How do you know when a piece of fruit is ripe? You squeeze it, right? Not any more. Now you can just look at the label.
A new label technology developed in New Zealand has made a quiet debut in grocery stores in Portland, OR, where it is being tested in packages of Anjou pears. The pears are sealed in a plastic shell, and along with them is a label featuring a large dot that changes color as the pears ripen. How it knows how to do this is the mystery, and the group that developed it — the Horticulture and Food Research Institute of New Zealand (HortResearch) — is keeping the details to itself.
The label technology, called ripeSense, was developed by two HortResearch scientists, Keith Sharrock and Ron Henzell. They worked with Jenkins Group, a New Zealand converter, to produce the labels. “It works by detecting aroma compounds given off by the fruit as it ripens, changing the label through a range of vibrant colors,” says Sharrock. The development period, he adds, was five years, and was funded largely by the Foundation for Research, Science and Technology.
A main reason for developing ripeSense for pears, Sharrock adds, “is the difficulty shoppers have determining fruit ripeness. Pears, unlike apples, need to soften before they achieve their maximum flavor, and shoppers often squeeze and damage the fruit as they make their selection. The clamshell pack, molded to the shape of the pears, was developed to trap the aroma necessary for ripeSense to function. It also protects them from crushing and bruising, permitting retailers to sell tender juicy ripe fruit without waste.”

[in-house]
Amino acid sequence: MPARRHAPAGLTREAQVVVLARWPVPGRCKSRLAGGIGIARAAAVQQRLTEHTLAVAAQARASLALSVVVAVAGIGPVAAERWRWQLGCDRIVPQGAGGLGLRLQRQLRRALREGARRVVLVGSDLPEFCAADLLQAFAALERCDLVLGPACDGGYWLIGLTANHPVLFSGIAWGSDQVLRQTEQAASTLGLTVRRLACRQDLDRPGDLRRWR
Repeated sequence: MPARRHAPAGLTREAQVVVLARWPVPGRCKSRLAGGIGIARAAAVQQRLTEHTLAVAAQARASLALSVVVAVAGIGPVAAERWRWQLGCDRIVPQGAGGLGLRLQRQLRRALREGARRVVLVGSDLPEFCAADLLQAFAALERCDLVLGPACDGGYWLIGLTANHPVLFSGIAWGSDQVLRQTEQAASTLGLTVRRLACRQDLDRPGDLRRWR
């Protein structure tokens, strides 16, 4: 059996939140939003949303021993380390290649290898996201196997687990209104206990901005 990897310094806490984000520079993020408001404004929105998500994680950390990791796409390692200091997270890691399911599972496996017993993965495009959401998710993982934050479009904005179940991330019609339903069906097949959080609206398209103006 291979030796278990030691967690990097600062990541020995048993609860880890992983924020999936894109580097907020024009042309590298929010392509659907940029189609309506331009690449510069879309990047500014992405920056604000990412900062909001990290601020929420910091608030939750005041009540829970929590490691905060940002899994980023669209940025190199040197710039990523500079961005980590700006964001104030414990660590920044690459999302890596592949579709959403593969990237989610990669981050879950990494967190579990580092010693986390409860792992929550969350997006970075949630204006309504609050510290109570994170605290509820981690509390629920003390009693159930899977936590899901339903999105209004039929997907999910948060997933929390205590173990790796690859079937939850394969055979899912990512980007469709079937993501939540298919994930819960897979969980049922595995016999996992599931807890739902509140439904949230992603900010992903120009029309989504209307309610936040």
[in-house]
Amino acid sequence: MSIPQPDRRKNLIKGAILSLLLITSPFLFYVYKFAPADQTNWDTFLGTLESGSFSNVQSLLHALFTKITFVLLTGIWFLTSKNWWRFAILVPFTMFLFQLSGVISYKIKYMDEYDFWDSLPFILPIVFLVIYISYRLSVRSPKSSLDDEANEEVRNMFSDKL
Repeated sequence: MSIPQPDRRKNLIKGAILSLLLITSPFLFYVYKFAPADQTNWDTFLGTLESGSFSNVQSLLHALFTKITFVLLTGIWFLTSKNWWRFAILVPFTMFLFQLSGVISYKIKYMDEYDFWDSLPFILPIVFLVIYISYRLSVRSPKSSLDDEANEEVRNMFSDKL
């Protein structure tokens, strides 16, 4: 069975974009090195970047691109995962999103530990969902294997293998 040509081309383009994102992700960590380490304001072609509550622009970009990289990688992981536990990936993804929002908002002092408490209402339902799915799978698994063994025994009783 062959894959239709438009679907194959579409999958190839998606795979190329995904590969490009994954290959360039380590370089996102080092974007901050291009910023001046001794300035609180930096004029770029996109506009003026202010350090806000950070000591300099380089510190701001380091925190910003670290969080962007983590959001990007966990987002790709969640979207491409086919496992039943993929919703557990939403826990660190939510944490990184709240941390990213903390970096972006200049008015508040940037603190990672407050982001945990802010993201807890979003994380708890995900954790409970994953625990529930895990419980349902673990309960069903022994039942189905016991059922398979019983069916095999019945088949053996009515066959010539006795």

Jenkins Group, he says, was chosen “because it is a progressive New Zealand label manufacturing company with worldwide connections in produce labeling through being the Australasian agent of Sinclair International,” a major global fruit labeling concern.
Portland was selected as the test market site following a suggestion by the Pear Bureau Northwest. The city is in close proximity to the major Anjou pear growing and packing area near Hood River.
“We expect to find applications for aroma based quality sensors across a range of different fruits which are difficult to assess visually,” says Sharrock. “There are enough fruits in this category to keep us occupied with sensor label